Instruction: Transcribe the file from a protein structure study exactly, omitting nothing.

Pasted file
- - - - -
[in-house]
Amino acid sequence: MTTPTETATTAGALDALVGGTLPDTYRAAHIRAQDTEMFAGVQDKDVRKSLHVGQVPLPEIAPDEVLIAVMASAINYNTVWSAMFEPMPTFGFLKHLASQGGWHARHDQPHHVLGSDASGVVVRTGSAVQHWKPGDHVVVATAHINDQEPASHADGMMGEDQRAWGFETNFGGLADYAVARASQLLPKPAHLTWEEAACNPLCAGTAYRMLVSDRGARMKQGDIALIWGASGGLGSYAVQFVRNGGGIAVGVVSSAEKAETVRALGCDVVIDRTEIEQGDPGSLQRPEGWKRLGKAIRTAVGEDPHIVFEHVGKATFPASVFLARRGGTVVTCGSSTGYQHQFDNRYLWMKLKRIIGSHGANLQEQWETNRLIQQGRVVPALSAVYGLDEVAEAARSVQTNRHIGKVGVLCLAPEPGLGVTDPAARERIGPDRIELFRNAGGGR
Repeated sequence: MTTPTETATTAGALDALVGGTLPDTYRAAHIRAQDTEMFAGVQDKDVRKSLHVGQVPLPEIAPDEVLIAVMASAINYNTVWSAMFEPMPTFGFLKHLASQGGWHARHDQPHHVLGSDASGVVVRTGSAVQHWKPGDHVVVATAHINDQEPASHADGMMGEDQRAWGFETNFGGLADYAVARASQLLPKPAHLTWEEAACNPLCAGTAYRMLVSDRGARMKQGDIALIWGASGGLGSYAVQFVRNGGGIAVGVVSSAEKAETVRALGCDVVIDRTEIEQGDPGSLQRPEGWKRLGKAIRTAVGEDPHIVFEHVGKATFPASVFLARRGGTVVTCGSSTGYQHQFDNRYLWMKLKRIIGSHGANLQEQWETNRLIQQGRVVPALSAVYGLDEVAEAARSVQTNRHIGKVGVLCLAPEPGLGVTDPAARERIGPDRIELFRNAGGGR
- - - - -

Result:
[in-house]
Amino acid sequence: MTTPTETATTAGALDALVGGTLPDTYRAAHIRAQDTEMFAGVQDKDVRKSLHVGQVPLPEIAPDEVLIAVMASAINYNTVWSAMFEPMPTFGFLKHLASQGGWHARHDQPHHVLGSDASGVVVRTGSAVQHWKPGDHVVVATAHINDQEPASHADGMMGEDQRAWGFETNFGGLADYAVARASQLLPKPAHLTWEEAACNPLCAGTAYRMLVSDRGARMKQGDIALIWGASGGLGSYAVQFVRNGGGIAVGVVSSAEKAETVRALGCDVVIDRTEIEQGDPGSLQRPEGWKRLGKAIRTAVGEDPHIVFEHVGKATFPASVFLARRGGTVVTCGSSTGYQHQFDNRYLWMKLKRIIGSHGANLQEQWETNRLIQQGRVVPALSAVYGLDEVAEAARSVQTNRHIGKVGVLCLAPEPGLGVTDPAARERIGPDRIELFRNAGGGR
Repeated sequence: MTTPTETATTAGALDALVGGTLPDTYRAAHIRAQDTEMFAGVQDKDVRKSLHVGQVPLPEIAPDEVLIAVMASAINYNTVWSAMFEPMPTFGFLKHLASQGGWHARHDQPHHVLGSDASGVVVRTGSAVQHWKPGDHVVVATAHINDQEPASHADGMMGEDQRAWGFETNFGGLADYAVARASQLLPKPAHLTWEEAACNPLCAGTAYRMLVSDRGARMKQGDIALIWGASGGLGSYAVQFVRNGGGIAVGVVSSAEKAETVRALGCDVVIDRTEIEQGDPGSLQRPEGWKRLGKAIRTAVGEDPHIVFEHVGKATFPASVFLARRGGTVVTCGSSTGYQHQFDNRYLWMKLKRIIGSHGANLQEQWETNRLIQQGRVVPALSAVYGLDEVAEAARSVQTNRHIGKVGVLCLAPEPGLGVTDPAARERIGPDRIELFRNAGGGR